And with the daily fast, instead of having six meals of around 400 calories each, I could have three meals of around 800 calories. Or I could have two meals of 1200 calories each.
These are just examples. I highly recommend not obsessing over your calorie totals like this. (Trust me, it’s not necessary and could lead you down a road of OCD madness.)
But the examples serve to illustrate the point. If you’re doing it right, the only difference between more traditional bodybuilding-style eating and intermittent fasting-style eating is how you distribute your calories between days or meals.
T Nation: What about post-workout nutrition?
JB: That still applies. As discussed above, you’d get your amino acids before/during training. And then you’d eat your biggest meal of the day after training.
Remember, IF doesn’t throw nutritional best practices out the window. It simply rearranges the normal feeding/fasting windows each day.
T Nation: So, have you completely abandoned the six meal-a-day thing?
JB: Hell no!
As someone who’s averaged four to seven meals per day for nearly 20 years, I’ll admit that I was skeptical at first when looking at this intermittent fasting stuff. After all, the grazing concept has not only served me well, it’s helped over 100,000 of my own clients and readers (and millions of people worldwide) get into better shape.
Ignoring all the evidence and experience I have with grazing and higher meal frequency diets would be an absurd overreaction.
So, no, I haven’t abandoned the grazing concept, I’ve simply made room for another idea. The idea that we don’t have to graze. It’s not a must. Rather, in most cases, it’s a choice.
For most people, as long as we eat the right foods in the right amounts, meal frequency is a matter of personal preference. You can eat lots of small meals. You can eat a few big meals. You can even go an entire day without eating once in a while. It’s all about what works best for your schedule, your appetite, and how you prefer to spend your time.
I’ve found that some people absolutely love to eat big meals and can better control their daily appetite when eating this way. For them, intermittent fasting allows them to do that while trying to lose fat or gain muscle.
Others love to eat smaller meals and, for them, this better controls their daily appetite. In this case, the grazing concept works better.
I’ve worked with hundreds of thousands of clients. They’re not all the same. Different people and different situations require different approaches. And I’m open to them all as long as they get the results we’re after.
IF is a helpful tool and one I’ll continue to use periodically. But it’s not the end-all, be-all of nutrition or fitness. People have been getting and staying in awesome shape for decades without the use of intermittent fasting.
T Nation: It sounds like you think both IF and conventional dieting can have a place in someone’s fat loss plan. Do you think one is better than the other?
JB: Yep, I do. The best one is the one that each individual dieter will stick with. And the only way to find out which that is, is by experimenting with both.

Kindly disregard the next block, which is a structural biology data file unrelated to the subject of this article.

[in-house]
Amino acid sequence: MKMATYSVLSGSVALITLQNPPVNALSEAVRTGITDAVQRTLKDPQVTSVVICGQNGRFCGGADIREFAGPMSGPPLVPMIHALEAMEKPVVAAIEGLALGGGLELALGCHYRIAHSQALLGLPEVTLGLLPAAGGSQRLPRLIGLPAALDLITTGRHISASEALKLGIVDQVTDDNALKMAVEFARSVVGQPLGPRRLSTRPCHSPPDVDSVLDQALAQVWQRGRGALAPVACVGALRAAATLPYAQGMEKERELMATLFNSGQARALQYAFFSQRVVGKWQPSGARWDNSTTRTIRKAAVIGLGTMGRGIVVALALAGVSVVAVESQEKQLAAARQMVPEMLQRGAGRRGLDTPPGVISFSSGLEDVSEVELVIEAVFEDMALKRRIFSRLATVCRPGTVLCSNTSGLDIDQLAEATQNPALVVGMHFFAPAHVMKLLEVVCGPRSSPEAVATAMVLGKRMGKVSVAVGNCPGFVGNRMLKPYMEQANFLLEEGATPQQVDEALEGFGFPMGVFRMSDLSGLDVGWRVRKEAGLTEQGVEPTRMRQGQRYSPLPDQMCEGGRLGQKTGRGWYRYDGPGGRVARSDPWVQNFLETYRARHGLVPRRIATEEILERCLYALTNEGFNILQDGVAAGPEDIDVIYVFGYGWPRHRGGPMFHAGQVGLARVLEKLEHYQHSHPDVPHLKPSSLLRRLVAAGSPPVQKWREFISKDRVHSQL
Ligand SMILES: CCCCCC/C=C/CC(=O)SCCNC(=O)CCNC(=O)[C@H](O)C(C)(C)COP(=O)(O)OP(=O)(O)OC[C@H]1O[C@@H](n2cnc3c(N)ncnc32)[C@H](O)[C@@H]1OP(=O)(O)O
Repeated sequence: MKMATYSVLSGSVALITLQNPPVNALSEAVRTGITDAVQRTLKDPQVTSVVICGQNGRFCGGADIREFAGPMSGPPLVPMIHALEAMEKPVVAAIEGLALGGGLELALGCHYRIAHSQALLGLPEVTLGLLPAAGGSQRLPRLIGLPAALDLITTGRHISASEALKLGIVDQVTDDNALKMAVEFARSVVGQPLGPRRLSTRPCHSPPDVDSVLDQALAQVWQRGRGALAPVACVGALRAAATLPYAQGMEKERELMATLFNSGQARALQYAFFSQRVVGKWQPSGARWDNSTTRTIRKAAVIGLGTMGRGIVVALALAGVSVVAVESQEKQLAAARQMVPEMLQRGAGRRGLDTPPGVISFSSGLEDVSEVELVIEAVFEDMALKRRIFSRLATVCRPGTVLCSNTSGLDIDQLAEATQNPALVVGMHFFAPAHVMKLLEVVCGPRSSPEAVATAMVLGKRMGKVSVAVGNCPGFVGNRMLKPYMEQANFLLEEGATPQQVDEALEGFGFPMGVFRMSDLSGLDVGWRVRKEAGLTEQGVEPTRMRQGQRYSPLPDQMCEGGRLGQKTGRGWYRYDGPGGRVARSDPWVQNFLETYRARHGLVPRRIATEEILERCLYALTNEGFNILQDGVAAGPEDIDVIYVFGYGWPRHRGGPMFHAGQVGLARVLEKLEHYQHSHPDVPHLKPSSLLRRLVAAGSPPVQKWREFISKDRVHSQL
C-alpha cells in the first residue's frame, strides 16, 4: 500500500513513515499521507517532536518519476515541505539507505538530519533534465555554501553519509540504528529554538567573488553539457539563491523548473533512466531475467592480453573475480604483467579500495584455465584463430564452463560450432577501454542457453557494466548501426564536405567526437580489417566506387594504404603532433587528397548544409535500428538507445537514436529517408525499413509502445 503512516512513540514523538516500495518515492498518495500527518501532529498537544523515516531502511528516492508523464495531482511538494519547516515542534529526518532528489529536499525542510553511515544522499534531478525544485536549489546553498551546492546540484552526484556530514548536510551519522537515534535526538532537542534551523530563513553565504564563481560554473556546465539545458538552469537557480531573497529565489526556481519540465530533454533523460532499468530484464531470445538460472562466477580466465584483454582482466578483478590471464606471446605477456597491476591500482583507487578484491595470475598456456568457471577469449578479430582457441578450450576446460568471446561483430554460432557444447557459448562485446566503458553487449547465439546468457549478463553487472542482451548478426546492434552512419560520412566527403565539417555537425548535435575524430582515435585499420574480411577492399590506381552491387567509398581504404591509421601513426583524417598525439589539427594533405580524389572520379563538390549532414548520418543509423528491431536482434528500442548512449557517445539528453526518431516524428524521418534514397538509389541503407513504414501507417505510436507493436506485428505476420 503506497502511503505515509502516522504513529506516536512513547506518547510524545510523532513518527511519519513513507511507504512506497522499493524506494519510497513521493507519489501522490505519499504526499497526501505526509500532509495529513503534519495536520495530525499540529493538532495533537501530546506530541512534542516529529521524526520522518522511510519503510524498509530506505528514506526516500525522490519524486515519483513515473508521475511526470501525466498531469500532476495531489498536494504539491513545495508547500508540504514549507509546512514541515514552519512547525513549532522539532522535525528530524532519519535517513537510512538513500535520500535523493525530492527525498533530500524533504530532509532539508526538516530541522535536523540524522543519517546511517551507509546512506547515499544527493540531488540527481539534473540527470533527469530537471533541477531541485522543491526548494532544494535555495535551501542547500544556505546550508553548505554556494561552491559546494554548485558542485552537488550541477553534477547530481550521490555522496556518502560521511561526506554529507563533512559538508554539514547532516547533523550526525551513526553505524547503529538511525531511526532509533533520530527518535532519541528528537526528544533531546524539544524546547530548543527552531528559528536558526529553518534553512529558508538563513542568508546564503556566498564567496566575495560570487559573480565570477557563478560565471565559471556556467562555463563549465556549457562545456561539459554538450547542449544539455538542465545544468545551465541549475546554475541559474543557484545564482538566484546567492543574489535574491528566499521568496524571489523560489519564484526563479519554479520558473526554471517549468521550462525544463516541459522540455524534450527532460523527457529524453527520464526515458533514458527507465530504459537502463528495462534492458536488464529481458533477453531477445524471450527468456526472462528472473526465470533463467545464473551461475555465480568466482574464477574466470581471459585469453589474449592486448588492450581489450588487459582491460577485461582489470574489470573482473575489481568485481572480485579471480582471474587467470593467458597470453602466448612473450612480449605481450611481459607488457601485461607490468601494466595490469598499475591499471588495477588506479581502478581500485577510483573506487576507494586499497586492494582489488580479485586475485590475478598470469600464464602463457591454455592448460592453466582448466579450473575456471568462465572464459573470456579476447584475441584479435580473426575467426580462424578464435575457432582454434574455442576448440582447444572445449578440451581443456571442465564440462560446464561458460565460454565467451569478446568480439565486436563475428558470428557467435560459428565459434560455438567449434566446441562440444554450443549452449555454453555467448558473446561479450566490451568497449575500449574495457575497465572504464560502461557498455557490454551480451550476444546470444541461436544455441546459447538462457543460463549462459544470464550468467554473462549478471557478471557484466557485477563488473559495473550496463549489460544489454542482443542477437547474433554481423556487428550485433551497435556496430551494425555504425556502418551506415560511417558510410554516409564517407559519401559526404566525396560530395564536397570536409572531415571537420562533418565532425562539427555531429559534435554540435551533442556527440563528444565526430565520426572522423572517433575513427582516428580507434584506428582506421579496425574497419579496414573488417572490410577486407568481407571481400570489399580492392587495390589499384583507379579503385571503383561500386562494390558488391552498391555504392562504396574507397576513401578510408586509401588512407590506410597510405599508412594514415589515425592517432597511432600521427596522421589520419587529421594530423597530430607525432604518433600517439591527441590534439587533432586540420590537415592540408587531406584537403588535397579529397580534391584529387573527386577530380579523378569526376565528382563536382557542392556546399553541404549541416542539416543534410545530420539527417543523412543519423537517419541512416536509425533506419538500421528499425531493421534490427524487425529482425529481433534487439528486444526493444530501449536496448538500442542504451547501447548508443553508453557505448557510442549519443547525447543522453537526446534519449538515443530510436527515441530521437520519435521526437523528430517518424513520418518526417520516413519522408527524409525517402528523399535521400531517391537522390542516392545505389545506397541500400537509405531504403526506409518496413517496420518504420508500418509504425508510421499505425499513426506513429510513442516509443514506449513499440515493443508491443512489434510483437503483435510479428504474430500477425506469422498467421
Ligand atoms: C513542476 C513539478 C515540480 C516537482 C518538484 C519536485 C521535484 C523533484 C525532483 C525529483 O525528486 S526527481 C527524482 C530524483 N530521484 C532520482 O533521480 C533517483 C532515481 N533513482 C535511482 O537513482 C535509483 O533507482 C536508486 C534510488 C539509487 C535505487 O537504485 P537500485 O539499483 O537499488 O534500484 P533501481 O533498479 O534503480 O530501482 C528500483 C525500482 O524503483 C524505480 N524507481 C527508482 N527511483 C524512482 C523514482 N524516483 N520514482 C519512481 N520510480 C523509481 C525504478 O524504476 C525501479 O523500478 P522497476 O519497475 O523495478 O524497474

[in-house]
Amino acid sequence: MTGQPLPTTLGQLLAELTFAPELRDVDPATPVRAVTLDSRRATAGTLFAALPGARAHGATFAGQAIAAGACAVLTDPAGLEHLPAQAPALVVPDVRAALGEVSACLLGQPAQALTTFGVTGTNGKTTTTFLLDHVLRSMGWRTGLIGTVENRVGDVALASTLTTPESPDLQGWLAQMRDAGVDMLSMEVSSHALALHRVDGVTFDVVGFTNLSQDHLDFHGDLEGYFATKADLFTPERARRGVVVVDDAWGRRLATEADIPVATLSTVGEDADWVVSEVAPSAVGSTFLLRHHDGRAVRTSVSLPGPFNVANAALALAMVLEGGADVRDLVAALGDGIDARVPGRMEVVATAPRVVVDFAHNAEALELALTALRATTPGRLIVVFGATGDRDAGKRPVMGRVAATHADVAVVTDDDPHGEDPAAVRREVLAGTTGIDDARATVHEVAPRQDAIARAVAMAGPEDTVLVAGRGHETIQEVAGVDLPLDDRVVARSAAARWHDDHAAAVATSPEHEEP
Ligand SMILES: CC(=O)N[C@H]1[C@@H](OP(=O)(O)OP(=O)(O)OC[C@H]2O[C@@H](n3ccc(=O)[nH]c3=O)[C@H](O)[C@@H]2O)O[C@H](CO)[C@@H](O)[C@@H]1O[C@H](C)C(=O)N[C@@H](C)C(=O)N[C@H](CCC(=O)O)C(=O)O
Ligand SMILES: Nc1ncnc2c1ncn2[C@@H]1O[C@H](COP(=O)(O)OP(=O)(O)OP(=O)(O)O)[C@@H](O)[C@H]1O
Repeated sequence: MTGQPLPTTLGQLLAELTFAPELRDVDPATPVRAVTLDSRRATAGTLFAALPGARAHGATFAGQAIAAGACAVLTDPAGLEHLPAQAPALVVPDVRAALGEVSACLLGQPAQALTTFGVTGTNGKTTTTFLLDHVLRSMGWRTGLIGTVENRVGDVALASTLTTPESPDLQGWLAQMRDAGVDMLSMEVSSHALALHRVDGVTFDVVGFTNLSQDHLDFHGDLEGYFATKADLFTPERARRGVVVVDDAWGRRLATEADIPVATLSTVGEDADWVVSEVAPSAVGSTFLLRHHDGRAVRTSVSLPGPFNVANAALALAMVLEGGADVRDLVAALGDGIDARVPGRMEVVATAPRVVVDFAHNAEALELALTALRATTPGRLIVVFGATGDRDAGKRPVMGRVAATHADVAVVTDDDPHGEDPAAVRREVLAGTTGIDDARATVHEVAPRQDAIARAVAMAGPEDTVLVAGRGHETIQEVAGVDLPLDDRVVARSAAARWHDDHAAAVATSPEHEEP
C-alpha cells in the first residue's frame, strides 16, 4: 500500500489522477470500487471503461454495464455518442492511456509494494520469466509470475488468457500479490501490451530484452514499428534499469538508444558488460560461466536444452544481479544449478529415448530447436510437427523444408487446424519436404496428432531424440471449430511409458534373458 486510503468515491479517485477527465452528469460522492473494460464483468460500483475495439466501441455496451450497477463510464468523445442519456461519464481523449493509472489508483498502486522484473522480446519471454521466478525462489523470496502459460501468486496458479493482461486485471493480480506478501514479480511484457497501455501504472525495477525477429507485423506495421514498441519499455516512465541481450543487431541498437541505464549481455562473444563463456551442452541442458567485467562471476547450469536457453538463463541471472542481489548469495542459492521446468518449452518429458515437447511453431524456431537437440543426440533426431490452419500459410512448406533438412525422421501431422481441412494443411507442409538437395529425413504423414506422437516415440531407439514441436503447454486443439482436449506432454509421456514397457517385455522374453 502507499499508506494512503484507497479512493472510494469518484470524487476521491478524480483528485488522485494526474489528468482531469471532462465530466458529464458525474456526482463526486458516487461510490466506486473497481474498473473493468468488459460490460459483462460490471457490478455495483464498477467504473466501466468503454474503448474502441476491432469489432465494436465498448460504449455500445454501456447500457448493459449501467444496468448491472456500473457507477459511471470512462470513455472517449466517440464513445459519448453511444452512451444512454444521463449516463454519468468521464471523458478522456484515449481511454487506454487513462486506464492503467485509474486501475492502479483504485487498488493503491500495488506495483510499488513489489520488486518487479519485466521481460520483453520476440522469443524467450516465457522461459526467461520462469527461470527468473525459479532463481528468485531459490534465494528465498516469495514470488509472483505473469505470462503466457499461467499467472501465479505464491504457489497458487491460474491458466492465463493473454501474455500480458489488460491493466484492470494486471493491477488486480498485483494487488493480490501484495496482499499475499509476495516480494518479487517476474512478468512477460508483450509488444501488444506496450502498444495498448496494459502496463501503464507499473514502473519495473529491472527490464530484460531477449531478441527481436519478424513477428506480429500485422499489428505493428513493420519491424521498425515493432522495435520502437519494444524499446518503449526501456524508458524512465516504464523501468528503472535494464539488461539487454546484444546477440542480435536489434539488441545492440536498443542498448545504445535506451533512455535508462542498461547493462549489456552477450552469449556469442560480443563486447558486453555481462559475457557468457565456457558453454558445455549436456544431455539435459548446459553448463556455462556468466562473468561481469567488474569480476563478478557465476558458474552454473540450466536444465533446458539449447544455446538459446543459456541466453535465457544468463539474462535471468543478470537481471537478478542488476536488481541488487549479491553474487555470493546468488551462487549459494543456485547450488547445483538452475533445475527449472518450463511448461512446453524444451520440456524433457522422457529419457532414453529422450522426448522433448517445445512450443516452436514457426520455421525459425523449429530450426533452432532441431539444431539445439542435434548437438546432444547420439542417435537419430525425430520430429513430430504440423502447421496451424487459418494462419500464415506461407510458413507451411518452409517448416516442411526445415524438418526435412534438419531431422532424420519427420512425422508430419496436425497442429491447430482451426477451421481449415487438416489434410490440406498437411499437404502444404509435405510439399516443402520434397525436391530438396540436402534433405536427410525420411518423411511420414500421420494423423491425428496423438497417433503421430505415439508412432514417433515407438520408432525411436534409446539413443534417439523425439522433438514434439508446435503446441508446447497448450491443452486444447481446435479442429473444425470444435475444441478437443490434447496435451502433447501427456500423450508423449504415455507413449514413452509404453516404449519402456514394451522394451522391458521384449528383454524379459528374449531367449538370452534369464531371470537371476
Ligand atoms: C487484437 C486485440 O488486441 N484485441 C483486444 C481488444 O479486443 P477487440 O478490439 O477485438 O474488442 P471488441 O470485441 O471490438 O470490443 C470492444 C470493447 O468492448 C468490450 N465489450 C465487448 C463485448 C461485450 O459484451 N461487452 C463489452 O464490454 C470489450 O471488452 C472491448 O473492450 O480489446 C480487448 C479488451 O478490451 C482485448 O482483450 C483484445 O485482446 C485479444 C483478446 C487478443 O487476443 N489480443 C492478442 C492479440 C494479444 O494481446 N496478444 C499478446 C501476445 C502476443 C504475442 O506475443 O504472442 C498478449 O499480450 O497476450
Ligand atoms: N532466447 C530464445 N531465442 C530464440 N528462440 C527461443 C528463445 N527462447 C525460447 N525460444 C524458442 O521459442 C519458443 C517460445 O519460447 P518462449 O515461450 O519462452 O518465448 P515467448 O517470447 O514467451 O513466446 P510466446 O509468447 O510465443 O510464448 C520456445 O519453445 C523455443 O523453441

In my experience, I don’t think IF is objectively better for losing body fat. After all, I’ve been this lean before and I’ve done it with more conventional dieting.
However, once I got really lean, IF seemed to make it easier for me to maintain this very low body fat percentage. Now, to say IF is easy would be a flat-out lie. It’s not. But, like I said, it may make it easier to maintain a low body weight and very low body fat percentage in the long run.
This last advantage shouldn’t be overlooked. Most people that want to get ripped end up doing a crash bodybuilding-style diet, only to rebound back to their original weight very quickly. I can’t tell you how many times I’ve done that.
But with my IF experiments, I’ve been able to maintain my 20-pound weight loss (my body fat testing device still reads me at between 4% and 5%) for five months. That’s pretty good, for me anyway. And I’ve even been able to play around with a few hybrid ideas where I use fasting some days and more frequent eating others.
T Nation: What about muscle gain? You mentioned a client who gained 20 pounds while using IF. What was he doing?
JB: Well, this is another experiment we’re working on. And you’ll likely hear more about it in the near future as this guy is pretty high-profile in the fitness and strength world.
Anyway, he’s doing a radical mass gain program that’s also designed to improve his aerobic and anaerobic conditioning. And we’re measuring everything so we can see just how effective the program is.
Now the training is beyond the scope of this interview, but I can tell you this: he’s training his ass off, and in terms of his diet, we’re doing some calorie and carb cycling along with one weekly 24 hour fast.
On his three weight training days, he eats 3-4 super-high calorie, high carb meals. On his three conditioning days, he eats 3-4 more moderate calorie, moderate carb meals. And on his one fasting day, he follows the periodic fast protocol above.
So far he’s gained 20 pounds of lean mass in a very short period of time, with more gains to come.
T Nation: 20 pounds of lean mass! Impressive! So is this style of eating suitable for competitive bodybuilders?
JB: It depends on a lot of factors, including body type, training style and personal meal preference. You don’t just throw intermittent fasting into the mix without considering everything. The program has to represent an internally consistent system. The parts all have to fit together. If they don’t, it’s not going to work.
Generally speaking, however, I think periodic fasting (at most, once per week) could easily be included in an offseason bodybuilder’s schedule and would lend some unique benefits as long as the athlete ate more on the other six days of the week.